Gov. Cuomo, here's why your seven shot gun magazine limit is already outdated

According to New York Governor Andrew Cuomo:

"Seven bullets in a gun, why? Because the high-capacity magazines that give you the capacity to kill a large number of human beings in a very short period of time is nonsensical to a civil society..."

Charles Gant and Greg Lewis recently pointed out the effects of psychotropic drugs to suppress fear and enable "murderous rage" in an American Thinker article.  The cite American Long Range Reconnaissance Patrols during the Vietnam War, quoting from the extraordinary book Dispatches by Michael Herr. Gant and Lewis went on to further discuss the effect of similar drugs such as Ritalin and Adderall on restless school children with Attention Deficit Disorder. But what exactly happens -- in some detail -- when someone is in a gun battle with someone high on drugs, be it against a soldier or a home invading robber in New York or any other state?

Let's start by answering the question about soldiers, particularly soldiers who opposed American forces in Iraq in 2005 during house-to-house fighting in Fallujah. I quote from Tony Perry of the Los Angeles Times:

Fallouja Insurgents Fought Under Influence of Drugs, Marines Say

Troops note the caches found and rebels' ability to keep going even after being severely wounded. (snip)

The conduct of many of the insurgents during the fighting in Fallouja suggested that they had ingested drugs that enabled them to continue fighting even after being severely wounded, Marines and Navy medical corpsmen say.

"One guy described it as like watching the 'Night of the Living Dead,' " corpsman Peter Melady said. "People who should have been dead were still alive."

Marines say the information prompted them to change their strategy.

"On the second day of the fight, word came down to focus on head shots, that body shots were not good enough," said 1st Lt. Tim Strabbing, a platoon leader with the 3rd Battalion, 1st Marine Regiment, 1st Marine Division, one of the lead units in the assault to oust the insurgents. The battalion, known as the Thundering Third, suffered 23 dead and 300 wounded.

Strabbing said his platoon found five locations with stockpiles of needles and adrenaline. "My guys put five [machine gun] rounds into a guy who just stood there and took it and then took off running," he said.

Stimulants enable the body to continue functioning despite mortal wounds, forestalling, although not preventing, death, medical experts say.

Many combat veterans recall watching insurgents in Fallouja who had been shot at close range return fire and hurl grenades at Marines who stormed their strongholds.

Amphetamines and similar mind altering drugs are also well known to both school children (in the form of Ritalin, etc.) and young street thugs (in various forms such as meth amphetamine, crack, etc.).

From the Los Angeles Daily News, Dec. 1, 2006:

Capt. Ron Nelson, a spokesman for the Ventura County Sheriff's Department, said the numbers might be low compared with some other communities, but the increase is of serious concern and points to a rise in meth use. There were 10 bank robberies in areas patrolled by the Sheriff's Department, which include Thousand Oaks, Moorpark and Camarillo.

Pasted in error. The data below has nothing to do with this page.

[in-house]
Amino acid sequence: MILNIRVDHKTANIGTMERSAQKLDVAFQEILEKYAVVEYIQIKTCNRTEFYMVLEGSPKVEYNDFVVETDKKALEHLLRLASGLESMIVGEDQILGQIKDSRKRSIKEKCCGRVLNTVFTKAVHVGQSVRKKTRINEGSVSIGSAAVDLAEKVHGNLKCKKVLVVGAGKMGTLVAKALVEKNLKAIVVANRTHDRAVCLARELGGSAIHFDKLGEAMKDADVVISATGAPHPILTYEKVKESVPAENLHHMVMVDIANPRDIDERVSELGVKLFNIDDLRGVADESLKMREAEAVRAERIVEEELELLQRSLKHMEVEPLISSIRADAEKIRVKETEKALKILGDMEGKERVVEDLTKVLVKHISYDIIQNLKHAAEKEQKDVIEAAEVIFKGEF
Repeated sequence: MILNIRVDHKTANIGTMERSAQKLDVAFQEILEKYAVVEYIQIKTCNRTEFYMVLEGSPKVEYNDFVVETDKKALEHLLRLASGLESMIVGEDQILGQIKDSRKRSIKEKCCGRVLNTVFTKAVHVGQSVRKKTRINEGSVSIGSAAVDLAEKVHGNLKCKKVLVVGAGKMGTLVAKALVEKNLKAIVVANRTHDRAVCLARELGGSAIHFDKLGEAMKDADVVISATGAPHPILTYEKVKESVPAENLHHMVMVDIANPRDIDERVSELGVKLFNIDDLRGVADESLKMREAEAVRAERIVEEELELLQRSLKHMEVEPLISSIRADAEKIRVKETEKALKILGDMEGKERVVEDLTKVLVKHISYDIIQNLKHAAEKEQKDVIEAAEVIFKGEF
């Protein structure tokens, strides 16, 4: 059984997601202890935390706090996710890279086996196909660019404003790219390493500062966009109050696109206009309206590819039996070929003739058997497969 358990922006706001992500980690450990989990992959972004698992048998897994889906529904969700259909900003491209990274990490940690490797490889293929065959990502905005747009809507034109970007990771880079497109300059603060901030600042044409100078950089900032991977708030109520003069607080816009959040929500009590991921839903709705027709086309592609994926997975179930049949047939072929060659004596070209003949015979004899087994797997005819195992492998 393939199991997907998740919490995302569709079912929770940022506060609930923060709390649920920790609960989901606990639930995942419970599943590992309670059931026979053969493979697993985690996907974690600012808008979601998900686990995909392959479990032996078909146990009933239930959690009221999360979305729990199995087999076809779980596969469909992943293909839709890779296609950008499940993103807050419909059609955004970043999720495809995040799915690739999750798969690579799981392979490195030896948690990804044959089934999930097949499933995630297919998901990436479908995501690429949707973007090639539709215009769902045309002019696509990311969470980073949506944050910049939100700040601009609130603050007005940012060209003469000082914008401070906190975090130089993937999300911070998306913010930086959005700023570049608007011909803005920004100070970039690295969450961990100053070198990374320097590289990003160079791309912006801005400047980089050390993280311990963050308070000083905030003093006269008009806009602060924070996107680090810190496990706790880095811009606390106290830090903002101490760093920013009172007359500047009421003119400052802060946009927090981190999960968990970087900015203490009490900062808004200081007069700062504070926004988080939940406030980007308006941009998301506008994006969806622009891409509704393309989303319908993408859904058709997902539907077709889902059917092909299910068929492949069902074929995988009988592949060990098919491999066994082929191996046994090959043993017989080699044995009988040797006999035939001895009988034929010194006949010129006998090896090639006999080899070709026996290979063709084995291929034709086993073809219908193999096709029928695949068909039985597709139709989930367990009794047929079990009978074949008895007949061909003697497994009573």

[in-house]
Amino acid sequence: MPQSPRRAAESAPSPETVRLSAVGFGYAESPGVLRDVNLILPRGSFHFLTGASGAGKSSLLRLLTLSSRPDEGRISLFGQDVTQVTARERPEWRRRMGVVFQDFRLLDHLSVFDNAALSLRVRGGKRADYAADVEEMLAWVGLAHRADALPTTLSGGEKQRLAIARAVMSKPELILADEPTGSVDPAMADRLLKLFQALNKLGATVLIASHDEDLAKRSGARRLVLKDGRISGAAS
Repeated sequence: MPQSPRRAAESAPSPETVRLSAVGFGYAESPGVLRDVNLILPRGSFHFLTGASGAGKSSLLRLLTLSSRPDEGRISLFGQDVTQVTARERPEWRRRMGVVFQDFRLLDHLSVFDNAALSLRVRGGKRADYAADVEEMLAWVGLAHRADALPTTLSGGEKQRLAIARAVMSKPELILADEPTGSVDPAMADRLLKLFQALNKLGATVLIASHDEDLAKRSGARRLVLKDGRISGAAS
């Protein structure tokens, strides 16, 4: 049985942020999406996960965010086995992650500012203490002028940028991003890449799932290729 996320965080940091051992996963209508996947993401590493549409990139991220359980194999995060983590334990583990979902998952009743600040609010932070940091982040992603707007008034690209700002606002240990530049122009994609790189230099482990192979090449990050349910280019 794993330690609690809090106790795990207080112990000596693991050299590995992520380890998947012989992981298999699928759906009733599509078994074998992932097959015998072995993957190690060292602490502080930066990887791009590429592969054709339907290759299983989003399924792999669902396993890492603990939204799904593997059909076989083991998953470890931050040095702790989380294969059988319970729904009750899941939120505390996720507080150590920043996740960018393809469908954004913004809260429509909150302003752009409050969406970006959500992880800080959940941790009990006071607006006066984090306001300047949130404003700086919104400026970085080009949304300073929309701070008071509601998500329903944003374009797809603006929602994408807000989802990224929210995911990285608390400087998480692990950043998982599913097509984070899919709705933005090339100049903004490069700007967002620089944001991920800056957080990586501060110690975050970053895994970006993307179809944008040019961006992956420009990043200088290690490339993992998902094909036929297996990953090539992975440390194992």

Like other drugs, meth lowers inhibitions and leads addicts to commit robberies and burglaries to buy more drugs, Nelson said. A man recently arrested on suspicion of holding up banks in Thousand Oaks and Camarillo was addicted to meth.

Criminals can now assume, perhaps incorrectly, that most armed citizens have only a seven shot capacity in their handgun or rifle to stop a home invasion in New York State. If the crooks happen to be meth heads, they now have increased their odds of overpowering a home resident. I wonder how more fearful Democrat gun owners whose name and address were made public by the Journal News of White Plains, NY, feel today.

Of course, this recent New York gun control law, as others have noted, was rushed through the legislature while emotions run high. It also has produced a personal political feather in the cap of Governor Cuomo, increasing somewhat his chances of getting the Democratic Party nomination for President in 2016.

So Philosopher Cuomo believes five or six shots are enough to "reasonably" stop an armed robber in a "civil society." But an armed robber turns a quiet home from a civil society into an uncivil combat zone. I would have said the politicians theoretically deliberated the merits of the gun control legislation in a committee room in the state capitol on false premises, but even that didn't happen. The bill was rushed through in record time. It was essentially a push-in robbery of New Yorkers' rights as American citizens under the U.S. Second Amendment - and probably the New York State Constitution, as well.

If and when a number of people find their home invaded in the overmatched scenarios I have described above and the word of those events spread - with or without the mainstream media's assistance -  this will no longer be merely the thought exercise of this writer, dismissed by some readers as "absurd." At that time, the sentiment and political opinion will arise to either repeal this new gun control law, disobey it, or flee New York State for other locations. This new gun control law is a not a recipe for a civil society - it is a recipe for the "Potterville" dystopia seen in the movie It's a Wonderful Life. Never has the old saying been truer in New York State: It is better to be judged by twelve than carried by six.

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